By Steve Neavling
The former chief of the Knoxville FBI office is suing the bureau and the Justice Department for $2.5 million, saying he was falsely accused of violating the law for accepting a position as the senior counterintelligence officer for the U.S. Department of Energy’s Office of Intelligence and Counterintelligence Oak Ridge field office, The Knoxville News Sentinel reports.
Richard Lambert, a 24-year veteran of the FBI and former special agent in charge of the Knoxville office, claims that his office was raided and false rumors were spread about him.
“Due to the notoriety and stigma surrounding defendants’ erroneous legal opinion and its plain implication that he is a federal felon, Mr. Lambert is currently unemployed and unemployable,” Lambert wrote in the lawsuit.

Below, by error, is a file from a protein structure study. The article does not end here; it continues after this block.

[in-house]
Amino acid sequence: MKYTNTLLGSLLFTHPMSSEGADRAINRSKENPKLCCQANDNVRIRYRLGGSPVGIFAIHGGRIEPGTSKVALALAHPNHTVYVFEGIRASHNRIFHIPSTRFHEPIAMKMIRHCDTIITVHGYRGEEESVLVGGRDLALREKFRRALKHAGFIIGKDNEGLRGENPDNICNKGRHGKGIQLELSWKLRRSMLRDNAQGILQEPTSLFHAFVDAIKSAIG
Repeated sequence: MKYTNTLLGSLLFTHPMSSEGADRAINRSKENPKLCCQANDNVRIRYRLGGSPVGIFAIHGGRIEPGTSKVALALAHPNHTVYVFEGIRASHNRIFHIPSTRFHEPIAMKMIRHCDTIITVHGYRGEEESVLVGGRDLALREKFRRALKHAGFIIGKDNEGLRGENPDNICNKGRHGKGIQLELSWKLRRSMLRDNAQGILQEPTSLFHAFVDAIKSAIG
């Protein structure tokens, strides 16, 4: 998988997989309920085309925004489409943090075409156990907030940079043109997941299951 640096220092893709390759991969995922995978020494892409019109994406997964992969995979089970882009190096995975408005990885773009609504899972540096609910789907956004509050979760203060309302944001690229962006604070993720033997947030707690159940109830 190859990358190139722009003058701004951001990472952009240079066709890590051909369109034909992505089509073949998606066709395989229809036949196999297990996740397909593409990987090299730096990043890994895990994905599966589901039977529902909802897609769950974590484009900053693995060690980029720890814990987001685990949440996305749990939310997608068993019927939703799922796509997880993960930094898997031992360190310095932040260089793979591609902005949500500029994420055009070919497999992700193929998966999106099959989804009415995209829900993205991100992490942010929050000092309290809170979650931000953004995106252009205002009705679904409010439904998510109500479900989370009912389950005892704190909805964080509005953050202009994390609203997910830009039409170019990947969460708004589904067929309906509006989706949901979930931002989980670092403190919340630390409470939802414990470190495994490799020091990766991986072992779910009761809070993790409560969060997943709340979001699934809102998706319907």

ORNL spokesman David Keim declined to comment Monday.
At issue is whether Lambert violated a law that “makes it a crime for a former government worker to ‘communicate’ with his or her former co-workers for one year after leaving his or her post ‘with the intent to influence official action,’” the Sentinel wrote.
Lambert was also a key FBI investigator for a while in the anthrax mailings after 9/11. He was one of the investigators who strongly believed that scientist Steven Hatfill was behind the mailings. Hatfill successfully sued the government for trying to pin the mailings on him, and leaking information about the case to the press.
Eventually, the FBI decided Hatfill was not the guy, and investigators turned their attention on scientist Bruce Edwards Ivins, who committed suicide before he could be charged.